What needs to change in the design of a passive DPI to make it suitable for young children?
Dr Anne Lexmond
Clinical Development of Novel Inhaled Products, University of Groningen
Children constitute a special and highly challenging target population for pulmonary drug delivery. Significant developmental changes in lung physiology and cognitive abilities occur over the years and even within an age group large variability exists between children. This variability makes it impossible to develop a “one-fits-all” inhalation system for the different age groups.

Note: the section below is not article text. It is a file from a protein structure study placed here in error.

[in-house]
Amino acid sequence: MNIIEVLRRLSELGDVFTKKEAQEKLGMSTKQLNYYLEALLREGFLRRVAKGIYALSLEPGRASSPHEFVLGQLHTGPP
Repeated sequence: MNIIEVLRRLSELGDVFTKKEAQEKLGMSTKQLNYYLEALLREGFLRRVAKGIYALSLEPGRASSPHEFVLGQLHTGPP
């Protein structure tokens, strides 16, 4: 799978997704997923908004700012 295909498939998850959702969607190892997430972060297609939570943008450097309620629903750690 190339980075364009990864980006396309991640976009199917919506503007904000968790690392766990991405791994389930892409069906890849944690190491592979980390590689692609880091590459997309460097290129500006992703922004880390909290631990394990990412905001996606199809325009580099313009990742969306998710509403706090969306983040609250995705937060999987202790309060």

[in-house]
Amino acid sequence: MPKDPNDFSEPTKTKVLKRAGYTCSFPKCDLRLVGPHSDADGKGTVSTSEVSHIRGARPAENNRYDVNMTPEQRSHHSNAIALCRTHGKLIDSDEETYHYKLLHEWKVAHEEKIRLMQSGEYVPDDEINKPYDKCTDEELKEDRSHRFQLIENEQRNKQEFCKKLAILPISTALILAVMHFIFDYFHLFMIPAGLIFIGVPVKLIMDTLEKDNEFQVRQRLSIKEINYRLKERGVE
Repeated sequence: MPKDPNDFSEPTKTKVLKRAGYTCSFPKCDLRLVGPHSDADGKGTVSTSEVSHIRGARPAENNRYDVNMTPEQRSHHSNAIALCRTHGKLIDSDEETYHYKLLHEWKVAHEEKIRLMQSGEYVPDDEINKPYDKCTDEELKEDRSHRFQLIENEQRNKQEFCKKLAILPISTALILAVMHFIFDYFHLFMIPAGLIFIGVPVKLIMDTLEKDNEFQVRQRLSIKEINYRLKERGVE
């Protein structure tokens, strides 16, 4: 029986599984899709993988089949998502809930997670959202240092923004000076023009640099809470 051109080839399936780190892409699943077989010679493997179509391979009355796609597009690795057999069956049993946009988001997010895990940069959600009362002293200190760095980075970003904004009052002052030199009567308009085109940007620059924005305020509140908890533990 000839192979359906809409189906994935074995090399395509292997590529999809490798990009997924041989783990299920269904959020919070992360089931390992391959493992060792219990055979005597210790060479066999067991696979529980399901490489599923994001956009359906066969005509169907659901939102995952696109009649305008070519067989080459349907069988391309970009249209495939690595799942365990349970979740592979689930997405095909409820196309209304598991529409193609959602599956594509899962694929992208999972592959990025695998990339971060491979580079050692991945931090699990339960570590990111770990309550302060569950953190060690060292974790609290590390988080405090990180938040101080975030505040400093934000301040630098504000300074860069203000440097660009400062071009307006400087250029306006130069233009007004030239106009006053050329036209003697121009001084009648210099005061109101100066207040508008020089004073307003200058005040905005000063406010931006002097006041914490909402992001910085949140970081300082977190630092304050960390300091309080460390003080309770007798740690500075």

In their reflection paper on formulations of choice for the paediatric population, the EMA’s Committee for Medicinal Products for Human Use (CHMP) state that inhalation is a suitable way to administer active substances to the lungs of children, especially for local applications (1), such as asthma and respiratory tract infections in cystic fibrosis (CF). Based on the experience with locally administered asthma therapeutics, a summary is given of the appropriate delivery devices in relation to the age of the child. An important recognition in this paper is that the applicability of a specific dosage form largely depends on the paediatric patients themselves. Children, also those of the same age, behave and feel differently and they have different abilities regarding the handling of a dosage form. A generalised judgement of applicability and acceptability might therefore not be applicable to an individual paediatric patient.